Originally posted Feb. 14, 2012, at Skating in the Garden in High Heels Under My Alb. Republished with permission of the author.
The truth is, we know nothing for sure about anybody named Valentine other than he was martyred, like many other early Christians, on Feb. 14 and is buried outside of Rome.
Maybe there wasn’t even one Valentine. Valentine was actually a pretty common name and there were a lot of Christians martyred in Rome.
Around this time there was another one of those Roman pagan celebrations of romance. We do love our pagan celebrations. It’s way too complicated to get to the bottom of it.
But around the Middle Ages you get this wonderful story about a St. Valentine, which like most beautiful stories, is a true story, regardless of whether it really happened.
The Roman Emporium Claudius was smart enough to know that bachelors make better soldiers than family men so Roman soldiers were forbidden to marry.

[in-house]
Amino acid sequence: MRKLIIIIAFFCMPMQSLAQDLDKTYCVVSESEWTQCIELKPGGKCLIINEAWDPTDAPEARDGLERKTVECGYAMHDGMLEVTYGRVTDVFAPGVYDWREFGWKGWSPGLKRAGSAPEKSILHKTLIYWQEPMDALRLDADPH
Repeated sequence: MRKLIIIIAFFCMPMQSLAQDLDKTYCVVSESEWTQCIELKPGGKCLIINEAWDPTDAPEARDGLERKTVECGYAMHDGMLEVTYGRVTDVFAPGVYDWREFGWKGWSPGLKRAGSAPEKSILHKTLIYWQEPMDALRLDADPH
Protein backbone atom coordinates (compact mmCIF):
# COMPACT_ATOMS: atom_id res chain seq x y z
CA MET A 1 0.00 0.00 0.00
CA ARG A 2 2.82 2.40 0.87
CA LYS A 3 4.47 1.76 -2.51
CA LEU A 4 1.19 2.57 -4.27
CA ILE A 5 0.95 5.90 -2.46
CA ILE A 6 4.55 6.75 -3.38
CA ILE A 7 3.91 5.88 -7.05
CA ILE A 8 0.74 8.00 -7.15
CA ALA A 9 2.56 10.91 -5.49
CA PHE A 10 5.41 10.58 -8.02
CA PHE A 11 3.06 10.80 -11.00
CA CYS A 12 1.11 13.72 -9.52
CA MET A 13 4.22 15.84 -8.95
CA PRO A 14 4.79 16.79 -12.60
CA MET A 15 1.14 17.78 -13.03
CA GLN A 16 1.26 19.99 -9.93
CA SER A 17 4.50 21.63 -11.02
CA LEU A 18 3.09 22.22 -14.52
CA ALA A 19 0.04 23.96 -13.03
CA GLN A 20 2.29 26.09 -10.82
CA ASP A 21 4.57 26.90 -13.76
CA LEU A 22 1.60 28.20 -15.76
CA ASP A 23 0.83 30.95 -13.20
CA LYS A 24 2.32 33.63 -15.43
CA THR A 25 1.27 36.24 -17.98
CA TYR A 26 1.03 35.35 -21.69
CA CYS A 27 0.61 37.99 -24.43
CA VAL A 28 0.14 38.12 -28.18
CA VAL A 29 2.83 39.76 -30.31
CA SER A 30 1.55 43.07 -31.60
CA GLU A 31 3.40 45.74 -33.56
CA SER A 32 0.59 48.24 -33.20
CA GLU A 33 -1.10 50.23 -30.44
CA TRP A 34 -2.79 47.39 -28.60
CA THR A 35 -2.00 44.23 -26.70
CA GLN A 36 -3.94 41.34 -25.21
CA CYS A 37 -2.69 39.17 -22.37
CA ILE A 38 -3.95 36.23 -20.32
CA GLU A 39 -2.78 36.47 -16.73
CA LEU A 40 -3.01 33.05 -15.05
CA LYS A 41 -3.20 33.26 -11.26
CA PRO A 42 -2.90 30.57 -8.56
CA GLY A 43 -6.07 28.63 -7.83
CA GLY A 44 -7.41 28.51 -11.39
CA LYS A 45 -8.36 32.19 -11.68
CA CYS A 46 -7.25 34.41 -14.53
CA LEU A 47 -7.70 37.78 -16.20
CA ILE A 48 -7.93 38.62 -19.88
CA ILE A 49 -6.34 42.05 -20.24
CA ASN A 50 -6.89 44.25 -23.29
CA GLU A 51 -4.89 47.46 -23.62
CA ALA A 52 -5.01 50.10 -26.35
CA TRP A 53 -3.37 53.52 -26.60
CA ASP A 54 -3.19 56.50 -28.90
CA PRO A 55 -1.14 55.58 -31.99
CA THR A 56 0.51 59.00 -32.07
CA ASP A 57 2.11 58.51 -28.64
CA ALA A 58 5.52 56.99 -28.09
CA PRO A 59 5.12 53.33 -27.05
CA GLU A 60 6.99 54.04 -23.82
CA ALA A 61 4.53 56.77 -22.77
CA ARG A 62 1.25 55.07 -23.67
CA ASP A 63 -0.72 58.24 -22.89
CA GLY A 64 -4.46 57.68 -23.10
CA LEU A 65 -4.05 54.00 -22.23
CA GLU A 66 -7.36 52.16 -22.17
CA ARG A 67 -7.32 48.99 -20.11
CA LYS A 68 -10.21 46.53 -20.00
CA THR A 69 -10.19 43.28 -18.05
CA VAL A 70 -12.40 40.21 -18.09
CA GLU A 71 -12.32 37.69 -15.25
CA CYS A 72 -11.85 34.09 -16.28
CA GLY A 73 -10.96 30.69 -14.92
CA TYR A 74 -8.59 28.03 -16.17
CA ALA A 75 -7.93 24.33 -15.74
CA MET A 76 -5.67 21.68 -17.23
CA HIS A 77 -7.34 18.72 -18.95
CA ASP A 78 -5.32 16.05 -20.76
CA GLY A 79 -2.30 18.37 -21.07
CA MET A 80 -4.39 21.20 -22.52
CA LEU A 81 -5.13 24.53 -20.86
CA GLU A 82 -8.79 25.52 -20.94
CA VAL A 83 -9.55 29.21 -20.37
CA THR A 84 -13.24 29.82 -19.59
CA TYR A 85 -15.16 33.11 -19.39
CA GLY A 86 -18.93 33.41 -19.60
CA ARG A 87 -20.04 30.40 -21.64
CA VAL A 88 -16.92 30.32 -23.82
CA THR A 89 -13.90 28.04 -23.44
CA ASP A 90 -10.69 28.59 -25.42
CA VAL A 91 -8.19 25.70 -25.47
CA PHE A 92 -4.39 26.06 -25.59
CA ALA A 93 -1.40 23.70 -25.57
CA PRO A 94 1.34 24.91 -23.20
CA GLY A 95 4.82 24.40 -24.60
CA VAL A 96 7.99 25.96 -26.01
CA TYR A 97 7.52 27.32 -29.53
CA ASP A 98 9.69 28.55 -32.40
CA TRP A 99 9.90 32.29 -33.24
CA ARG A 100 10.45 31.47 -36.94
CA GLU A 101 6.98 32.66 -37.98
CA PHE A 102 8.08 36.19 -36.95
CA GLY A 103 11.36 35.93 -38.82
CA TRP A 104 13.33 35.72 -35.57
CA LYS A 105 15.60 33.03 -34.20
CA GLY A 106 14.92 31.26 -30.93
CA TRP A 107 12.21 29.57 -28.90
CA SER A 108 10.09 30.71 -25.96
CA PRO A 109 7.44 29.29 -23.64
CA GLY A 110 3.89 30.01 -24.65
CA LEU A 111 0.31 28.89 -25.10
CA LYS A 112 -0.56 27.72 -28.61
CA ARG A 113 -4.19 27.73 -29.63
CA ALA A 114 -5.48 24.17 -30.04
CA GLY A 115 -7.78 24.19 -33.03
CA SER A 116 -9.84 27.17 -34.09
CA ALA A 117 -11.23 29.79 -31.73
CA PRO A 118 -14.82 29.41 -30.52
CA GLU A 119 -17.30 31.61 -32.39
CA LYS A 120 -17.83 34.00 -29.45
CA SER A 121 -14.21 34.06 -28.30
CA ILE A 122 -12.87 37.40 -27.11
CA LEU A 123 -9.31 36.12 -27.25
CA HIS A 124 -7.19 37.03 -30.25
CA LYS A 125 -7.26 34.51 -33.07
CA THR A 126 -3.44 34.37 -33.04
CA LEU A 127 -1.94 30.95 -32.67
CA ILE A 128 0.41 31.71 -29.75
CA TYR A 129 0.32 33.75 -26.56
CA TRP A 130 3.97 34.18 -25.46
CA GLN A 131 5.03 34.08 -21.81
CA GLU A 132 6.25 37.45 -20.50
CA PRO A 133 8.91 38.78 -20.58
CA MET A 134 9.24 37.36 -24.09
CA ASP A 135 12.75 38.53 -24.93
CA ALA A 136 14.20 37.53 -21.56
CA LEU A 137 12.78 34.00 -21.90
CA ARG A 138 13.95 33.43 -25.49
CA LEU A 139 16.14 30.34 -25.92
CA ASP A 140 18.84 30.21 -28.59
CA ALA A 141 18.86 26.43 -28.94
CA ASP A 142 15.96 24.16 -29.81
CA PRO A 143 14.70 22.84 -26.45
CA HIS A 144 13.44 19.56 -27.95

But Christian soldiers, ever the proponents of “family values” wanted to get married. Valentine was the priest to oblige them. His acts of civil disobedience ended him up in jail.
His jailor had a lovely blind daughter who came to visit him. He shared the gospel with her and she became a Christian.
Some stories even claim he restored her sight. I prefer to think of her as blind, loving Valentine only through his stories of Christ.
Theirs was a loving friendship, based on Christ. There’s a romance for you. When he was taken away to be executed, he left her a note encouraging her to be strong in Christ. He signed it “Your Valentine.”
If it didn’t happen, it should have happened.
And I’d be all for recovering a St. Valentine’s Day about civil disobedience — not letting the state tell you whom, or whether, you can marry — and friendship. And chocolate, because chocolate is good. As long as it’s fair-trade chocolate. Happy Valentine’s Day.
Find a link to Joelle Colville-Hanson’s entry on the blog Skating in the Garden in High Heels Under My Alb at Lutheran Blogs.